Module
n
T
M ou
c
T as h
H oq se he
ie ue
re
r a
b q
e u
ru i
h
re
SPXgt Graphics
Module
MLO-009801
VAXstation 4000 Options Installation Guide Errata Sheet E–3
Glossary
alternate console feature
A feature that allows you to receive system messages on and
direct system activities from an alternate terminal, if necessary,
to diagnose problems with the monitor.
ANSI
American National Standards Institute.
applications
Programs, such as a financial spreadsheet program, that perform
end-user tasks.
architecture
The internal configuration of a computer including its registers,
instruction set, and input/output structure.
backup
A copy of files or software made for safekeeping. Also, the
process of making copies of the data stored on your disk so that
you can recover that data after an accidental loss. You make
backup copies on tape cartridges, or over a network using the
Remote System Manager.
baud rate
The speed at which signals are serially transmitted along a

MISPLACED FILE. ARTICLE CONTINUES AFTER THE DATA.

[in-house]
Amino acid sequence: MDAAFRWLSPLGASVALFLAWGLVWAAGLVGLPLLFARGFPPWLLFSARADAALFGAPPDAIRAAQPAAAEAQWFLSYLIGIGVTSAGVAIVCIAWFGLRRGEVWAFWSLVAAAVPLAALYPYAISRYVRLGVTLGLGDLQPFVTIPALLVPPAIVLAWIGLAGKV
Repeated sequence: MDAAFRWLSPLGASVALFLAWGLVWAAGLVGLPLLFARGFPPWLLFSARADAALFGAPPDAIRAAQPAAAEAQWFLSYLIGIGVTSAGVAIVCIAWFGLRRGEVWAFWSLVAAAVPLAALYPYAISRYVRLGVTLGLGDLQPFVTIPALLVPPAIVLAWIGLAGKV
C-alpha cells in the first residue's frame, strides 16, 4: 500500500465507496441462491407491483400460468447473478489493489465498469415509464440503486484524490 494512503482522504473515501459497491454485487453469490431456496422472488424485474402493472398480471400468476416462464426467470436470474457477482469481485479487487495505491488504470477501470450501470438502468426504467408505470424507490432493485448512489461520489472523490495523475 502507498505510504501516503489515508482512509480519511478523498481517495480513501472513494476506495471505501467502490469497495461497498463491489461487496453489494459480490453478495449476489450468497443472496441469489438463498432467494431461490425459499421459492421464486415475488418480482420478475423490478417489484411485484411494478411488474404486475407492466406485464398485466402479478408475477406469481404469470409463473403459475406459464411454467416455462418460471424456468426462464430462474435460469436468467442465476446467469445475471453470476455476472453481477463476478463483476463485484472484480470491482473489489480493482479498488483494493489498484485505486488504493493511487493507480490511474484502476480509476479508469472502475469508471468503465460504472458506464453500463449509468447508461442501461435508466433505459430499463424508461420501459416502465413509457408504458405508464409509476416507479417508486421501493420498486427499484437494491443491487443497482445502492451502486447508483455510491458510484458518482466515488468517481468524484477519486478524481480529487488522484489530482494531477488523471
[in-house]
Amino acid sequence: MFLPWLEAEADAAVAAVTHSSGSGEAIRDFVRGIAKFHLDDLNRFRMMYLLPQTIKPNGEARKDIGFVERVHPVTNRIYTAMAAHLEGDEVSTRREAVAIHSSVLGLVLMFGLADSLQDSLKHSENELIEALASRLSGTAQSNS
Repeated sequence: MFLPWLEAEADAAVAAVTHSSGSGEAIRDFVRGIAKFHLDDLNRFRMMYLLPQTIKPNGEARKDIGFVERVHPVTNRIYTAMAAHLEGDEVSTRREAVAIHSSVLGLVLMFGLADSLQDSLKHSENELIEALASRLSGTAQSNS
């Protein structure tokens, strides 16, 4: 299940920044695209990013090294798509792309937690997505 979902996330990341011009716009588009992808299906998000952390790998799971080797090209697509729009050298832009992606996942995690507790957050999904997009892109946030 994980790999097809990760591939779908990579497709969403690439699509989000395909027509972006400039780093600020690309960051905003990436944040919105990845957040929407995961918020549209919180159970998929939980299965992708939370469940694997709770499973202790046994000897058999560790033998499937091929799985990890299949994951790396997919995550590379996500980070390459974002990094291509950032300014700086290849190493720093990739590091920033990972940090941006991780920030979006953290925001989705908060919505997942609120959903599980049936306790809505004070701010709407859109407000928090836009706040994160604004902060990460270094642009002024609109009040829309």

communications line. One baud equals 1 bit per second.
bezel
The removable molded panel on the front and back of the system
unit. Certain bezels shipped with particular devices, such as the
TZK10 or RRD42 drives, are designed to provide access to the
front of the device after it is installed.
Glossary–1
bit
A binary digit; the smallest unit of information in a binary
system of notation, designated as a 0 or a 1.
boot
To bring a device or system to a defined state where it can
operate on its own.
boot device
The device on which the operating system software is loaded.
boot flag
A setting that determines from where the system will boot.
Default boot flags should already be set when you receive your
system.
bus
A cable along which communication signals in a computer
system travel.
byte
A group of 8 binary digits (bits). A byte is one-quarter of a VAX
system word. See also kilobyte and megabyte.
cable